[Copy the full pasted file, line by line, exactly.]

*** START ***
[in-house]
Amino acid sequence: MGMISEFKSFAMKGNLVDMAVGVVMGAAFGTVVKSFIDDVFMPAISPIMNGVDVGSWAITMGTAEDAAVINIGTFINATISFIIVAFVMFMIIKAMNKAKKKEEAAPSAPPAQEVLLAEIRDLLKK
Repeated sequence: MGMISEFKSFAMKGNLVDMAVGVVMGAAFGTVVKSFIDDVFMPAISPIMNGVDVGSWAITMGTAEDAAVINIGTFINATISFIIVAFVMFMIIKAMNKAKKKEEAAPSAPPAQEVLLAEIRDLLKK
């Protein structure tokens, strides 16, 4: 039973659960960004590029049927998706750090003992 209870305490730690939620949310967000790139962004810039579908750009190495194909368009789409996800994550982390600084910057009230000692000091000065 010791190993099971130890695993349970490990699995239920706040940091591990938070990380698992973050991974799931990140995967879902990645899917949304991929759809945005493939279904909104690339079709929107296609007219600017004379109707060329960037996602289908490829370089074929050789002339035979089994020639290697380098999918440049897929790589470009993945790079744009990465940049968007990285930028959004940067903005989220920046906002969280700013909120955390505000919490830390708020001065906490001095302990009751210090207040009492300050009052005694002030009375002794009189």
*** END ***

[in-house]
Amino acid sequence: MGMISEFKSFAMKGNLVDMAVGVVMGAAFGTVVKSFIDDVFMPAISPIMNGVDVGSWAITMGTAEDAAVINIGTFINATISFIIVAFVMFMIIKAMNKAKKKEEAAPSAPPAQEVLLAEIRDLLKK
Repeated sequence: MGMISEFKSFAMKGNLVDMAVGVVMGAAFGTVVKSFIDDVFMPAISPIMNGVDVGSWAITMGTAEDAAVINIGTFINATISFIIVAFVMFMIIKAMNKAKKKEEAAPSAPPAQEVLLAEIRDLLKK
């Protein structure tokens, strides 16, 4: 039973659960960004590029049927998706750090003992 209870305490730690939620949310967000790139962004810039579908750009190495194909368009789409996800994550982390600084910057009230000692000091000065 010791190993099971130890695993349970490990699995239920706040940091591990938070990380698992973050991974799931990140995967879902990645899917949304991929759809945005493939279904909104690339079709929107296609007219600017004379109707060329960037996602289908490829370089074929050789002339035979089994020639290697380098999918440049897929790589470009993945790079744009990465940049968007990285930028959004940067903005989220920046906002969280700013909120955390505000919490830390708020001065906490001095302990009751210090207040009492300050009052005694002030009375002794009189």